This weekend, Ryan Clancy set a new world record for continuously playing pinball as a fundraiser for Children's Hospital of Wisconsin. He played the same machine for 32 hours and 2 minutes, breaking the former record of 30 hours and 10 minutes.
Yes, Guinness rules permitted him to take bathroom and food or drink breaks for five minutes of every hour. He started playing on Friday and finished late Saturday afternoon.
Clancy, who co-owns Bounce and Fling with his wife, Becky, has access to 14 pinball machines. To break the record, he was required to use the same machine, so he chose "Black Knight: Sword of Rage" featuring the voice of Barenaked Ladies frontman and pinball fanatic, Ed Robertson.
Robertson was aware of Clancy's attempt and stayed connected with him via social media. Prior to the 32-hour pinball marathon Clancy was also in contact with the then-current record holder, Wayne Johns.
"He was full of encouragement and gave me some good advice," says Clancy, who is also running for county supervisor. "We also traded barbs and at one point he said it would be fine if I decided to quit at 30 hours and 9 minutes."
Clancy says he hopes Johns will someday beat his record and raise money for charity while doing so.
Clancy played 32 hours of pinball as a fundraising effort for Children's Hospital of Wisconsin where his son received treatment last year. His son is fully recovered, but Clancy wanted to do something to give back. Especially since during the recovery process, Clancy and his son focused on rebuilding a pinball machine as a way to spend time together while focusing on something other than illness.
Unfortunately, a hacker intentionally brought down the servers during the event and consequently people were unable to donate money for a portion of the fundraising effort. Thus, donations are being accepted for another week.
"Anyone who tried to donate and couldn't at the time can now donate online if they would like to," says Clancy.
Clancy says he was floored by the number of volunteers who supported his effort. For proper Guinness documentation, the endeavor required multiple, around-the-clock volunteers to witness and record the event. Friends and family also gathered to help make the process as smooth as possible for Clancy.
"It was fun. It’s really everybody’s record. I was floored by the number of volunteers who came out; people really wanted to be a part of it and really stepped up and engaged with the mission for Children’s," says Clancy.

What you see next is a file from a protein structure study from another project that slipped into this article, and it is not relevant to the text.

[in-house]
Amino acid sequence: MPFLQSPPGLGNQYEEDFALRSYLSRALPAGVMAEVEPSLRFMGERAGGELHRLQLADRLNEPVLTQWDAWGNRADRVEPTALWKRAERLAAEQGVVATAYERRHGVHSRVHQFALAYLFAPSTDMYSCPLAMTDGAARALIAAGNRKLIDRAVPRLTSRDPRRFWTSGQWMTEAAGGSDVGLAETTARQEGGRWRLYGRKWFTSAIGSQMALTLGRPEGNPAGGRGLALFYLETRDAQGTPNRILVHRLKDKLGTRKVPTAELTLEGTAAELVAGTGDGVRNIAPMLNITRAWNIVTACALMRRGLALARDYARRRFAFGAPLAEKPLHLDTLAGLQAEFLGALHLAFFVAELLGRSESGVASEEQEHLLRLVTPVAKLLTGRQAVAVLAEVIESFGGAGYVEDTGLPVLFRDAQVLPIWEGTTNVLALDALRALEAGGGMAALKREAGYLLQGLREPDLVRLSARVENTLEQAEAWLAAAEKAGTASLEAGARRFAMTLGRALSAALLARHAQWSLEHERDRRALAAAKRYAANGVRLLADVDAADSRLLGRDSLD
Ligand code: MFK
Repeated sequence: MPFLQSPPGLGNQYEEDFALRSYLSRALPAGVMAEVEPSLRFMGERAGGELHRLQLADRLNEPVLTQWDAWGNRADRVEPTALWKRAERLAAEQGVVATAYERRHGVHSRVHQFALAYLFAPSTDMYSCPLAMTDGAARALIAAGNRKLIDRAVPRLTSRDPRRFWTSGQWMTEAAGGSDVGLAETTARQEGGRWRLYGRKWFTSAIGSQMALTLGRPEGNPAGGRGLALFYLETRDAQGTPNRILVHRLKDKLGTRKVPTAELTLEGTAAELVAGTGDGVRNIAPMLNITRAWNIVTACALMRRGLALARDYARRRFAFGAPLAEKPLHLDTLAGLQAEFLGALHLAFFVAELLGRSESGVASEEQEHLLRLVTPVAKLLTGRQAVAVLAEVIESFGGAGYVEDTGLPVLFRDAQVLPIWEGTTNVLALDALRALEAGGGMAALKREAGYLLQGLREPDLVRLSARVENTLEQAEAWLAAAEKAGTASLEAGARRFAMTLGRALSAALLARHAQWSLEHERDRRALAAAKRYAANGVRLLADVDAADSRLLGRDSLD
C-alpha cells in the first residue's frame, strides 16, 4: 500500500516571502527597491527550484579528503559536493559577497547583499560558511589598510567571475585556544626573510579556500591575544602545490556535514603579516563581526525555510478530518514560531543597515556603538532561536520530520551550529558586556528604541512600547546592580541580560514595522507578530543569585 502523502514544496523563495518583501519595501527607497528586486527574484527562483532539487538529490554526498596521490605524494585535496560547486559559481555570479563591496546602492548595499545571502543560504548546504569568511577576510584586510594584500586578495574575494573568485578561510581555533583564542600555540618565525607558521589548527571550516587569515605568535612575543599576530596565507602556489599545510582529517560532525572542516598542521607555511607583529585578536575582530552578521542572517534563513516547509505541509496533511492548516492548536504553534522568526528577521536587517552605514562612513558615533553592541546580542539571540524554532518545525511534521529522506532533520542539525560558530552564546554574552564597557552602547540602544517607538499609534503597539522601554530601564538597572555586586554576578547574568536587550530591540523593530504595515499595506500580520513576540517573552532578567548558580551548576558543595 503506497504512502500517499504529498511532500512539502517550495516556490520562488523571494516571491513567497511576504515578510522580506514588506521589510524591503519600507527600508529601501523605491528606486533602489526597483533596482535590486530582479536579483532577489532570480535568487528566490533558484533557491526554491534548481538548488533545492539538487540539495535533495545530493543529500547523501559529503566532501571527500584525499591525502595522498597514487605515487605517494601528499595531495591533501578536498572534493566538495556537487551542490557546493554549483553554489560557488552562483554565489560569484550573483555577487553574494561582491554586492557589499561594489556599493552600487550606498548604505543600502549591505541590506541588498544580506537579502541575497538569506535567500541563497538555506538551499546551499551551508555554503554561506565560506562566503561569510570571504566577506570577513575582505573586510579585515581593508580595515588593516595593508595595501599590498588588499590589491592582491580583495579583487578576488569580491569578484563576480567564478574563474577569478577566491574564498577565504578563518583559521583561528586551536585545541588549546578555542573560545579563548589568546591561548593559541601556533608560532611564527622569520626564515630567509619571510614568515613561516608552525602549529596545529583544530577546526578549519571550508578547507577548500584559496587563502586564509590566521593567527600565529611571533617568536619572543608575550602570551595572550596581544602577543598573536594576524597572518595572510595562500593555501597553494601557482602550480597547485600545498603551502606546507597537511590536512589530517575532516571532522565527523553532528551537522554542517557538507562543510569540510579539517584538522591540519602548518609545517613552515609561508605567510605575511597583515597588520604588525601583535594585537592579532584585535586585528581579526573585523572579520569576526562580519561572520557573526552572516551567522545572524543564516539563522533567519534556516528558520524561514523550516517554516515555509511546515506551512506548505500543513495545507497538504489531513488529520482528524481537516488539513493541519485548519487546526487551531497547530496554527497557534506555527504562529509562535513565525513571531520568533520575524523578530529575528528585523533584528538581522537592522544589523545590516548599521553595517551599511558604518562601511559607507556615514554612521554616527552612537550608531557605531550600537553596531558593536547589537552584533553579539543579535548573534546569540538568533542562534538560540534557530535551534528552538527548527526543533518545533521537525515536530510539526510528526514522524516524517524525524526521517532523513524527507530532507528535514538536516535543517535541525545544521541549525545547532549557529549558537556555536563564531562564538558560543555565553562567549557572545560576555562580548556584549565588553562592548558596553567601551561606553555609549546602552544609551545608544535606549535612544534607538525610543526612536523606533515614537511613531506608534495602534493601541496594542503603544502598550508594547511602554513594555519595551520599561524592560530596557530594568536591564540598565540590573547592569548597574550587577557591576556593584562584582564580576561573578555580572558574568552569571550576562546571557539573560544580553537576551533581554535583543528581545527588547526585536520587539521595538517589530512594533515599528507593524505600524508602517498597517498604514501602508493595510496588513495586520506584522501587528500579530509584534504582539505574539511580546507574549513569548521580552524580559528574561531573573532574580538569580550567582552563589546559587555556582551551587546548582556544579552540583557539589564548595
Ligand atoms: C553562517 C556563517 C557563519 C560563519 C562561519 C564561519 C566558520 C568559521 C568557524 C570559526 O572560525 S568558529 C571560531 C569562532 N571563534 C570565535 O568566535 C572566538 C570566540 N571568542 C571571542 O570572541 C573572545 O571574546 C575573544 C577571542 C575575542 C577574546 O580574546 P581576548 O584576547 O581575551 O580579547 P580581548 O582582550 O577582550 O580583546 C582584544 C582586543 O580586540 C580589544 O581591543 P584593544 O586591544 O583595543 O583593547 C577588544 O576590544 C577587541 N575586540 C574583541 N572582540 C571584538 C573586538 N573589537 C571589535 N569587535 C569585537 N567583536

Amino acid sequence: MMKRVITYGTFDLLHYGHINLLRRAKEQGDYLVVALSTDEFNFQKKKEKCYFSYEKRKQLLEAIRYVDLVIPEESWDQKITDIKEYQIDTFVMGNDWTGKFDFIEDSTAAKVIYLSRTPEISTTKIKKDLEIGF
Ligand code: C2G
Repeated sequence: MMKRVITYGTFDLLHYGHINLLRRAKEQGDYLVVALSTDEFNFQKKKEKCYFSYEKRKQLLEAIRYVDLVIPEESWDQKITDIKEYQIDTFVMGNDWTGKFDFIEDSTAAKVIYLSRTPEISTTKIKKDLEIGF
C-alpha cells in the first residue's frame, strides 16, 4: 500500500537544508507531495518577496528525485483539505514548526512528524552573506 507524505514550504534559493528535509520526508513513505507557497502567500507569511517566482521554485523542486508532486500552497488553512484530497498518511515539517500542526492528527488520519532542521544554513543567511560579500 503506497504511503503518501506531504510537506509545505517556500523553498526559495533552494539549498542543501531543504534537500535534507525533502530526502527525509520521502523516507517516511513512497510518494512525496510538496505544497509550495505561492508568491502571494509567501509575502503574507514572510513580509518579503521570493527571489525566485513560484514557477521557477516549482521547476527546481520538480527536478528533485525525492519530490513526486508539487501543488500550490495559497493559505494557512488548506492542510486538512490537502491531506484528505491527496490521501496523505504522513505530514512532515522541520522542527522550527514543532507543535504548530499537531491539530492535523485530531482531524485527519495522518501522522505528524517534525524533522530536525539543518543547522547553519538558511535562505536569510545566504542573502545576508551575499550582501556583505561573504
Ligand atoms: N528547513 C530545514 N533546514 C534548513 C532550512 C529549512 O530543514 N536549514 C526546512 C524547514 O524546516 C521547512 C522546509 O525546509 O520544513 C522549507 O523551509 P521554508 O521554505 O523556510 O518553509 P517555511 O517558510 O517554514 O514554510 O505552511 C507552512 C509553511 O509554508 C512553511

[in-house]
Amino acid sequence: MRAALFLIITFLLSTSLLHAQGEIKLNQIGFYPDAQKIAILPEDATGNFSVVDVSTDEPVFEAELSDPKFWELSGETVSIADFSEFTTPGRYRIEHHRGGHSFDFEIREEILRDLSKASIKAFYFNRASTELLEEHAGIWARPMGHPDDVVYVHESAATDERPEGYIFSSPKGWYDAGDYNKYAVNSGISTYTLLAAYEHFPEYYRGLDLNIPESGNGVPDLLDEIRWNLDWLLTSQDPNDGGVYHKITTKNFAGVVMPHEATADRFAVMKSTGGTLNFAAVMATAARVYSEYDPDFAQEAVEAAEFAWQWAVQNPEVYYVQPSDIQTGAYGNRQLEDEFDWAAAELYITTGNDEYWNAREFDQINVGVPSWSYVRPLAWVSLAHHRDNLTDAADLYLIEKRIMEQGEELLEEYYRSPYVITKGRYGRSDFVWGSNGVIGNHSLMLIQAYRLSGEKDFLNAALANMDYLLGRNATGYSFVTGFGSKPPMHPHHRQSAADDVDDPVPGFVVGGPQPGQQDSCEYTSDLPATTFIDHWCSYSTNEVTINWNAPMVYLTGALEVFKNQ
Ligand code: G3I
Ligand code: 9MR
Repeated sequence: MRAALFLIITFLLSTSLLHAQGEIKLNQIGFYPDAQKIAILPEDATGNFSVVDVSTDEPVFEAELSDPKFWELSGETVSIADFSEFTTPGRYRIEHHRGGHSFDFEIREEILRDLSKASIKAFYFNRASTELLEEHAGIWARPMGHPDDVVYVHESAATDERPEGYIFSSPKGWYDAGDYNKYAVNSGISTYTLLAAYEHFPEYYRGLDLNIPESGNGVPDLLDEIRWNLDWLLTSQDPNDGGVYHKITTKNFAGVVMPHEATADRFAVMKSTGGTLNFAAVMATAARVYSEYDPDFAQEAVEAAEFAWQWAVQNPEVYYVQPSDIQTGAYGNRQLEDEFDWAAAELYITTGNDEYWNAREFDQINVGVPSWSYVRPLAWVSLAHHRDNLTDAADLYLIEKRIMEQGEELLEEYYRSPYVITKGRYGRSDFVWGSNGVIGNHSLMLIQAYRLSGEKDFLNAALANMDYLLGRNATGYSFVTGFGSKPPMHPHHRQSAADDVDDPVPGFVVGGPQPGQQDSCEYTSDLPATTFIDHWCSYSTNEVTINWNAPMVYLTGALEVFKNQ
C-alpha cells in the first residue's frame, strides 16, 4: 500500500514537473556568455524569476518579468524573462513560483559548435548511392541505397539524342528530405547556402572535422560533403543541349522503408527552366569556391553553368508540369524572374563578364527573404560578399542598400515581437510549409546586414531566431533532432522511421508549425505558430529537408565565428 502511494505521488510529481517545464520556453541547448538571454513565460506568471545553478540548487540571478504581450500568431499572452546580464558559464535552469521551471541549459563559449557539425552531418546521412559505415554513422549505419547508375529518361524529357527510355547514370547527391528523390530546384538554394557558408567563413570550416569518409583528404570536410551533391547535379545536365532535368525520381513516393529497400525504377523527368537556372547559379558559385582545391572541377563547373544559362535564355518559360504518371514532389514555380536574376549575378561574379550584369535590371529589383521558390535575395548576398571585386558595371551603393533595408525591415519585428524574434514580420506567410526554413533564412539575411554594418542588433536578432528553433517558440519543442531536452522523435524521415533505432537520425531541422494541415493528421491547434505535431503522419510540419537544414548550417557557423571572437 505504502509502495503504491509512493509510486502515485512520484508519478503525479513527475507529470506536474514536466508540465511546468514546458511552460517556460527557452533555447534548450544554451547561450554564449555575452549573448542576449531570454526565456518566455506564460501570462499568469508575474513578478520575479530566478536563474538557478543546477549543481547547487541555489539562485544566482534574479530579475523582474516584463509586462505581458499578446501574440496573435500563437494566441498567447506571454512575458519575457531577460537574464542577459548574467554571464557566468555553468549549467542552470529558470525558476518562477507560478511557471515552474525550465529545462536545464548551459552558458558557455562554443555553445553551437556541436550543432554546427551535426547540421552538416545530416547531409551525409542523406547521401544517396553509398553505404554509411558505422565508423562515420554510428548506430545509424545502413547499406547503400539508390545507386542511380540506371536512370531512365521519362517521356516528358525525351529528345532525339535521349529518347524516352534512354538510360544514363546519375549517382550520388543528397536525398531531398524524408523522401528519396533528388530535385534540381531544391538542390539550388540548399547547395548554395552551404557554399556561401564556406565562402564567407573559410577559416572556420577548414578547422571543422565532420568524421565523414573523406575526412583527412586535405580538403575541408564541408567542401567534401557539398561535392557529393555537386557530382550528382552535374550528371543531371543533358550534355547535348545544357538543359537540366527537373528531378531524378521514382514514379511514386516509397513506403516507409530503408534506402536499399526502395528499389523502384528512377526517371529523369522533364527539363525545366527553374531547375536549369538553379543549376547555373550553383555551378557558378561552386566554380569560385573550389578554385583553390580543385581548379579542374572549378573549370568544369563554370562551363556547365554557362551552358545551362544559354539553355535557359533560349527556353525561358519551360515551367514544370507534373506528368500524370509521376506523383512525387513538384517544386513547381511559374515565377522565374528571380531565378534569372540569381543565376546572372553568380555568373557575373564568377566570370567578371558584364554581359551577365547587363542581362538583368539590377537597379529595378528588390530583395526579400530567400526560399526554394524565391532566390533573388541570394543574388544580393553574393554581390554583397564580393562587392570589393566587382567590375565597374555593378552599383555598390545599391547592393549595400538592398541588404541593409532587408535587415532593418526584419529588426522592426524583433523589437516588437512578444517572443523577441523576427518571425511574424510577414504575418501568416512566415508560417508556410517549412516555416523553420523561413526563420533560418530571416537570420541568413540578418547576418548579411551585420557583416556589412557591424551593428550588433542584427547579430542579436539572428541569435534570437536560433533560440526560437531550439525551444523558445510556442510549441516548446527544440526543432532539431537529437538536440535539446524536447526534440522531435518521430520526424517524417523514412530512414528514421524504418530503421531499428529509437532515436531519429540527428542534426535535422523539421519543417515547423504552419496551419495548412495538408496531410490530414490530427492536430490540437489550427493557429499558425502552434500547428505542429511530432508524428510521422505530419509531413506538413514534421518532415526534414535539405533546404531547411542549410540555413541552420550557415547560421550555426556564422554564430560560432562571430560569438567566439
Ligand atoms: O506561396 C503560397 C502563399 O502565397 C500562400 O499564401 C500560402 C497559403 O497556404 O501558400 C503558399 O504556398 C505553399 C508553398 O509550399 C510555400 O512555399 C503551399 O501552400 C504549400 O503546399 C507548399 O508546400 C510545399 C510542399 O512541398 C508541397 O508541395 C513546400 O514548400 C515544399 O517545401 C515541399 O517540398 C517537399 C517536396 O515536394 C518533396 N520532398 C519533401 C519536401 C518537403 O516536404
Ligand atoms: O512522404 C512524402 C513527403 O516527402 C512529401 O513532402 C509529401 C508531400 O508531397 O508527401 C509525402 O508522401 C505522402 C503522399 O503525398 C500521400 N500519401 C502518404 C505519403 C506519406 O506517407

Over the course of the 32 hours, the game only underwent one glitch which was quickly fixed by Bounce's pinball machine technician, who stayed for the majority of the 32-hour event.
Although sponsored by Anodoyne Coffee, Clancy did not ingest stimulants of any kind to stay awake during the long venture. For him, it was easier to complete the long haul without them. "But I certainly appreciated Anodyne's participation," says Clancy.
Clancy says he could have kept playing, but his 5-year-old daughter was anxious for him to finish the game and read her a book – and so he did. He then went to bed at 7 p.m. and slept soundly until the next day.
"And somehow I didn't have a single dream about pinball," says Clancy.
To donate to Clancy's cause, go here.
Molly Snyder grew up on Milwaukee's East Side and today, she lives in the Walker's Point neighborhood with her partner and two sons.
As a full time senior writer, editorial manager and self-described experience junkie, Molly has written thousands of articles about Milwaukee (and a few about New Orleans, Detroit, Indianapolis, Boston and various vacation spots in Wisconsin) that range in subject from where to get the best cup of coffee to an in-depth profile on the survivors of the iconic Norman apartment building that burned down in the '90s.
She also once got a colonic just to report on it, but that's enough on that.
Always told she had a "radio voice," Molly found herself as a regular contributor on FM102, 97WMYX and 1130WISN with her childhood radio favorite, Gene Mueller.
Molly's poetry, essays and articles appeared in many publications including USA Today, The Writer, The Sun Magazine and more. She has a collection of poetry, "Topless," and is slowly writing a memoir.
In 2009, Molly won a Milwaukee Press Club Award. She served as the Narrator / writer-in-residence at the Pfister Hotel from 2013-2014. She is also a story slam-winning storyteller who has performed with The Moth, Ex Fabula and Risk!
When she's not writing, interviewing or mom-ing, Molly teaches tarot card classes, gardens, sits in bars drinking Miller products and dreams of being in a punk band again.